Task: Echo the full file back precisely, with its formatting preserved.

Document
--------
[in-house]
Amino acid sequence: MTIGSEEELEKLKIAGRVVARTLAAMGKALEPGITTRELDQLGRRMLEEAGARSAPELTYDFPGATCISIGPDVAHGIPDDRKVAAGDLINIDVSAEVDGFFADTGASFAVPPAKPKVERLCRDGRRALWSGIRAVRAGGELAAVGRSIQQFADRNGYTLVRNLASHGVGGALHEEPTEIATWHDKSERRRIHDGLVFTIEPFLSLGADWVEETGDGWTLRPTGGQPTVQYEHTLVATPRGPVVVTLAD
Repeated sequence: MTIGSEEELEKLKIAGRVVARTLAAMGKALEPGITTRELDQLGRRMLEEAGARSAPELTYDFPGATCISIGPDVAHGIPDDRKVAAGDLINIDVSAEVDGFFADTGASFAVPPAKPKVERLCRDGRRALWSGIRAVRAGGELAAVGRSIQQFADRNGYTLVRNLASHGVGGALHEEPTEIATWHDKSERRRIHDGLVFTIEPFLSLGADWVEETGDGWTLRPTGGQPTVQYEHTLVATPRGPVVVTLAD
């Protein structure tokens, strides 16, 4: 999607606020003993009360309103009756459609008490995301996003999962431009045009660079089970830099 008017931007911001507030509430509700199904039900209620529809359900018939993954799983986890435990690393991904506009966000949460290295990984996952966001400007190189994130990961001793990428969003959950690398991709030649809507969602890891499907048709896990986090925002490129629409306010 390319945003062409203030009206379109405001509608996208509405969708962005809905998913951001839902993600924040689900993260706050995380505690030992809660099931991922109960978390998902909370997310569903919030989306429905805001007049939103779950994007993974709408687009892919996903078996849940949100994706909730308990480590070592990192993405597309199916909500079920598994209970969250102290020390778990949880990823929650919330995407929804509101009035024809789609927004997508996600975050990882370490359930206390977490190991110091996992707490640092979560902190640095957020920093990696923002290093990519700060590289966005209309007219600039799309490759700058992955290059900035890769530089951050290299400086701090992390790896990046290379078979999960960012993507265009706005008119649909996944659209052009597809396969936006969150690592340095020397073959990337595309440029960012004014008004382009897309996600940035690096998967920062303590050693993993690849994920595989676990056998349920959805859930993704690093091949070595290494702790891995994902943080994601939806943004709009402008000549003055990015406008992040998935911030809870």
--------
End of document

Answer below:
[in-house]
Amino acid sequence: MTIGSEEELEKLKIAGRVVARTLAAMGKALEPGITTRELDQLGRRMLEEAGARSAPELTYDFPGATCISIGPDVAHGIPDDRKVAAGDLINIDVSAEVDGFFADTGASFAVPPAKPKVERLCRDGRRALWSGIRAVRAGGELAAVGRSIQQFADRNGYTLVRNLASHGVGGALHEEPTEIATWHDKSERRRIHDGLVFTIEPFLSLGADWVEETGDGWTLRPTGGQPTVQYEHTLVATPRGPVVVTLAD
Repeated sequence: MTIGSEEELEKLKIAGRVVARTLAAMGKALEPGITTRELDQLGRRMLEEAGARSAPELTYDFPGATCISIGPDVAHGIPDDRKVAAGDLINIDVSAEVDGFFADTGASFAVPPAKPKVERLCRDGRRALWSGIRAVRAGGELAAVGRSIQQFADRNGYTLVRNLASHGVGGALHEEPTEIATWHDKSERRRIHDGLVFTIEPFLSLGADWVEETGDGWTLRPTGGQPTVQYEHTLVATPRGPVVVTLAD
């Protein structure tokens, strides 16, 4: 999607606020003993009360309103009756459609008490995301996003999962431009045009660079089970830099 008017931007911001507030509430509700199904039900209620529809359900018939993954799983986890435990690393991904506009966000949460290295990984996952966001400007190189994130990961001793990428969003959950690398991709030649809507969602890891499907048709896990986090925002490129629409306010 390319945003062409203030009206379109405001509608996208509405969708962005809905998913951001839902993600924040689900993260706050995380505690030992809660099931991922109960978390998902909370997310569903919030989306429905805001007049939103779950994007993974709408687009892919996903078996849940949100994706909730308990480590070592990192993405597309199916909500079920598994209970969250102290020390778990949880990823929650919330995407929804509101009035024809789609927004997508996600975050990882370490359930206390977490190991110091996992707490640092979560902190640095957020920093990696923002290093990519700060590289966005209309007219600039799309490759700058992955290059900035890769530089951050290299400086701090992390790896990046290379078979999960960012993507265009706005008119649909996944659209052009597809396969936006969150690592340095020397073959990337595309440029960012004014008004382009897309996600940035690096998967920062303590050693993993690849994920595989676990056998349920959805859930993704690093091949070595290494702790891995994902943080994601939806943004709009402008000549003055990015406008992040998935911030809870």